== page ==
Tuesday, June 08, 2010

So where have the Conservatives failed to recover?

With the dust of the general election now settled, attention is turning in so many quarters to analysing where each party succeeded and failed. Invariably there has been a lot of different interpretations and arguments, with some based on false assumptions about the actual breakdown of the party's vote base. But there are some studies out there if people know where to look.

Over on LabourList Declan Gaffney has written Immigration and the leadership debate: Time for a reality check which addresses the question of how strong the Labour vote has been amongst the various social groups over recent elections, using figures from Mori. It is rare to find insight on Conservative electoral problems on a Labour blog, but the following caught my eye:
The main reason Labour didn't do even worse in terms of the popular vote in May 2010 is that the Conservatives failed yet again to make a breakthrough among more affluent demographics. It is worth reminding ourselves of how catastrophic 1997 was for the Tories' relationship with what had previously been the bedrock of their support. In 1992, they held 54% of votes in the ABC1 demographics; in 1997 this was down to 39%, which is also the share they won in 2010. The Conservatives have never recovered from their loss of better-off voters in 1997. But they have regained the share of low income voters they held in 1992.
There has been an ongoing mini-realignment away from the traditional class based voting over the past few decades which has seen the middle classes slowly swing leftwards whilst other social groups swing to the right - it's often forgotten that in the 1980s Thatcherism was repelling chunks of the traditional Conservative vote base (some, but not all, public sector professionals) even as it was attracting in others.

The main historic data set can be found at Ipso Mori: How Britain Voted Since October 1974 and the 2010 data is at How Britain Voted in 2010.

Looking at this data shows some interesting conclusions about the three main categories used and how each is voting.

Amongst "Semi/unskilled working class (DE)", the Conservatives polled 31%, the same share as in 1992 and higher than anything since. That share crashed to 21% in 1997 but rose to 24% in 2001 and then 25% in 2005. Under Thatcher the Conservatives had polled 34%, 33% and 30% successively. Labour still led amongst the DEs in 2010 with 40%, the lowest share in at least 36 years (and probably a lot longer). The Liberal Democrats polled 17%, slightly down on the 18% in 2005. Historically they've bobbed between 13% and 24% over the period.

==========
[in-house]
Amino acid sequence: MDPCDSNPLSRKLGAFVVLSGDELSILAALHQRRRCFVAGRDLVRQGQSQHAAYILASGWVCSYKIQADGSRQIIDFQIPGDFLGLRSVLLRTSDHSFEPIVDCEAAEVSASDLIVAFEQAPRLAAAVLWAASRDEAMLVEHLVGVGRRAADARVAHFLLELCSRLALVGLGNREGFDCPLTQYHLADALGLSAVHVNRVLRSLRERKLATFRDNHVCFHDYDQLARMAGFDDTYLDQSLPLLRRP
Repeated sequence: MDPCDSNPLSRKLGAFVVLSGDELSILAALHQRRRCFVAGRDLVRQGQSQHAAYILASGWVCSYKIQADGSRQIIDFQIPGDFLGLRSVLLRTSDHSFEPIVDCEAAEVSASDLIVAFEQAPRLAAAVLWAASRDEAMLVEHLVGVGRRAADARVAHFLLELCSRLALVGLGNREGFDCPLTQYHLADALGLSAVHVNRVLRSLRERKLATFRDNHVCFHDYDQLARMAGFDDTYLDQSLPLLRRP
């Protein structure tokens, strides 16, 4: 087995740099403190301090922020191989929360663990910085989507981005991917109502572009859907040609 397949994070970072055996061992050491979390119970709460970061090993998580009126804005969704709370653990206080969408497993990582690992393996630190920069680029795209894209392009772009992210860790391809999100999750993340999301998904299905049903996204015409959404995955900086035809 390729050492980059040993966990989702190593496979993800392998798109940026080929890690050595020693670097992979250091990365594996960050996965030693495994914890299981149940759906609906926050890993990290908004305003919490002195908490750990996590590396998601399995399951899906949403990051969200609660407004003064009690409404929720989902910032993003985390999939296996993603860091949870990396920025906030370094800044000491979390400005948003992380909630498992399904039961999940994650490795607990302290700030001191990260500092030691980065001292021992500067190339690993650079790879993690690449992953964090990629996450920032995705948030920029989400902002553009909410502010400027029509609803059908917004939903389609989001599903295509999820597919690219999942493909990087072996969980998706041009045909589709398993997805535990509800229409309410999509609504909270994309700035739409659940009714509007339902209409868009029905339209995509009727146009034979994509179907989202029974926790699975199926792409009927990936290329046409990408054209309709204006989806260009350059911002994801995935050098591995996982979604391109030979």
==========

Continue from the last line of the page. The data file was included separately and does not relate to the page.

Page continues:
Amongst "Skilled working class (C2)", the Conservatives polled 37%, the highest since 1992, whilst Labour polled 29%, the lowest in the 36 year period. The Lib Dems polled 22%, the same as in 1987, and only polled higher in 1983. Looking over the past elections the Conservatives made a major advance here in 1979, drawing level with Labour and then leading or levelling for the next three elections. There was a crash in 1997 with the Labour lead jumping to 23%, but the Conservatives have steadily advanced since from 27% to 29% to 33% to 37%, whilst Labour declined from 50% to 49% to 40% to 29%, and on this occasion the Conservatives took the lead. But it is a lead that has built up over time.

But it's amongst "Middle class (ABC1)", that the figures tell a different story. The Conservatives polled 39% in 2010 - the same as in 1997. And the long term figures show a big change. The Conservatives went from getting consistently in the mid 50s from 1974 until 1992, then crashed to 39% in 1997. But the worst followed, dropping to 38% in 2001 and 37% in 2005. Meanwhile Labour may have got only 27% of ABC1 in 2010, but that's still a better score for them than anything from before the Blair era. Labour polled between 16% and 24% between 1974 and 1992, then jumped to 34% in 1997 and held the same in 2001. In 2005 it slipped to 30% and then dropped to 27% this time. The beneficiaries in all this have been the Liberal Democrats who got 26%, their joint highest since 1983. Back then they polled 28% but declined steadily to 26% to 21% to 20% by 1997, only to see a turn of fortunes with 22% in 2001 and 26% in 2005. This time round they may not have advanced but they didn't fall back.

The small growth in votes for "others" slightly distorts things but the overall figures show that amongst both the C2s and DEs the Conservatives have basically recovered to their 1992 position. For those who want a stunning but true quote try "David Cameron did better amongst the DEs than Margaret Thatcher in her final election."

It's the complete failure to recover the lost ground amongst the ABC1s that remains the Conservatives' biggest stumbling ground. Whilst there was some advance amidst Labour's fall, it was only a small amount. The best that can be said is that the bleeding has been stemmed and more ground has not been lost, which is an improvement on the outcome of the Hague and Howard strategies. Indeed these figures suggest that a hard-line campaign like those fought in 2001 & 2005 would have just continued the Conservative decline here. But there has been a realignment to the benefit of both Labour and the Liberal Democrats and the Conservatives need to find ways of either overturning this effect or compensating for it with more advances amongst the C2s and DEs.

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